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Magma Rising Beneath Mount St. Helens, But No Eruption Imminent

Wes Peck

Scientists monitoring Mount St. Helens confirmed Wednesday that magma is on the rise and "re-pressurizing" the volcano in southwest Washington.

However, they also stress there are no signs of an imminent eruption.

Scientists keep tabs on Mount St. Helens with seismometers and very sensitive GPS instruments. Earthquake activity is still low, but the GPS stations are more revealing. They show the volcano swelling modestly.

Seth Moran, a U.S. Geological Survey seismologist, says this is consistent with magma moving up from depth to recharge the reservoir beneath the volcano.

"We don't know when it is going to erupt next," he says. "What this is telling us is that it is getting ready. It could be years. It could be decades until it finally does. But it is getting ready again."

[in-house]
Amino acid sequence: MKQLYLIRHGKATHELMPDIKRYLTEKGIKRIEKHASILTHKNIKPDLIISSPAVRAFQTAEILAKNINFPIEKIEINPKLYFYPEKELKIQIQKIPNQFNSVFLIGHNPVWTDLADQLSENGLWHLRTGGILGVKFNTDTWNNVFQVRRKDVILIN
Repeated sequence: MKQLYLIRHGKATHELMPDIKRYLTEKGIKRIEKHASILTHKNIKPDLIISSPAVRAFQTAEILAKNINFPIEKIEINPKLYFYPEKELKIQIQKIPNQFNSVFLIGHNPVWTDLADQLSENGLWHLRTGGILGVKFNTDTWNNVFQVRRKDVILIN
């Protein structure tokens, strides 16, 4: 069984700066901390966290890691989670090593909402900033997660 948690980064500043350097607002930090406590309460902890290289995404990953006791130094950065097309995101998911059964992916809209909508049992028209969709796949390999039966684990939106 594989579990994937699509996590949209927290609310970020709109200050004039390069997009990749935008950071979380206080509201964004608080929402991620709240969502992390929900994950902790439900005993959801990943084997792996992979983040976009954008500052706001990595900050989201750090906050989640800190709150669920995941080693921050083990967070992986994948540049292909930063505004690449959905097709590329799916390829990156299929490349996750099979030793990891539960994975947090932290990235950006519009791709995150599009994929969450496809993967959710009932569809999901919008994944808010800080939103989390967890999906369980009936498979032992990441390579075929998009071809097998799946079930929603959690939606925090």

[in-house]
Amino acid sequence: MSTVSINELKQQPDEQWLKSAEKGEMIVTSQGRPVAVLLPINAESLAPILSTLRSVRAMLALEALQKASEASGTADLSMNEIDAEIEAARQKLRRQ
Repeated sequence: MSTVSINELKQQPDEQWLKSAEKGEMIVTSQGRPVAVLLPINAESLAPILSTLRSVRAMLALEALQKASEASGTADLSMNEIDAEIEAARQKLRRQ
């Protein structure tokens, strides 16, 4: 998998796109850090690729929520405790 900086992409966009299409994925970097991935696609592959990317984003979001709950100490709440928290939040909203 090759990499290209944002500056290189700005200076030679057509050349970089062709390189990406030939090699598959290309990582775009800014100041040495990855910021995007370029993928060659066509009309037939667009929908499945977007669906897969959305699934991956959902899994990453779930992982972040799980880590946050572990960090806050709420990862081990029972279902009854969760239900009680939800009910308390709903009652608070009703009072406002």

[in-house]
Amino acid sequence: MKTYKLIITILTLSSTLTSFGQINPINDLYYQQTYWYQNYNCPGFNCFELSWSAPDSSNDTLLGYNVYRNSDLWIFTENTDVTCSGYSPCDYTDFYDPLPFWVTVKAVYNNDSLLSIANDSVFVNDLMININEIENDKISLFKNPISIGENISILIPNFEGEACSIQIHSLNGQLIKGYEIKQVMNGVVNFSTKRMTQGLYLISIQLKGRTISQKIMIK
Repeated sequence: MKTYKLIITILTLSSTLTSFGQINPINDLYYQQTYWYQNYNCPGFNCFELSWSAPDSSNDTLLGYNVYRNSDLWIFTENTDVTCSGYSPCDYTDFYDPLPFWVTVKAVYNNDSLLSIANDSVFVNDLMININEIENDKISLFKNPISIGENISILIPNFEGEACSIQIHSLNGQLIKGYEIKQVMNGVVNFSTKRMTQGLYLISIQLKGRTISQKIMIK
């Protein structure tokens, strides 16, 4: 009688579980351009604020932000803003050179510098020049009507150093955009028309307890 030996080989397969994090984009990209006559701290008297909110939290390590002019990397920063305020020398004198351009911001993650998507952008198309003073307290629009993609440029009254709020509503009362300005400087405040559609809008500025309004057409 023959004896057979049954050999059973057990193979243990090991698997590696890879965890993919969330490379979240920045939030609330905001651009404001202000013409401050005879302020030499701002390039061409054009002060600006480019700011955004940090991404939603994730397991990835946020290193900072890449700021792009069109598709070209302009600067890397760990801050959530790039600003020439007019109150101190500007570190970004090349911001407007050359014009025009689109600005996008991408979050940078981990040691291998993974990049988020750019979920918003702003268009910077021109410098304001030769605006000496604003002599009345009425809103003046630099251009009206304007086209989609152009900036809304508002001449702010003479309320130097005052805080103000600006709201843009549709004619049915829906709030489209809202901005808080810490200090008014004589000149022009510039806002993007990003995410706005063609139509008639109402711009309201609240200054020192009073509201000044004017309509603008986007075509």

Moran says Mount St. Helens will tell us when it's about to blow with swarms of earthquakes and much more swelling than we're seeing now. He says the pace of refueling seems to be slower this time than before the last eruptive cycle. That ended in 2008.

Coincidentally, the National Science Foundation and USGS have funded a major study to begin this summer to image the magma plumbing beneath Mount St. Helens.

Now semi-retired, Tom Banse covered national news, business, science, public policy, Olympic sports and human interest stories from across the Northwest. He reported from well known and out–of–the–way places in the region where important, amusing, touching, or outrageous events unfolded. Tom's stories can be found online and were heard on-air during "Morning Edition" and "All Things Considered" on NPR stations in Washington, Oregon, and Idaho.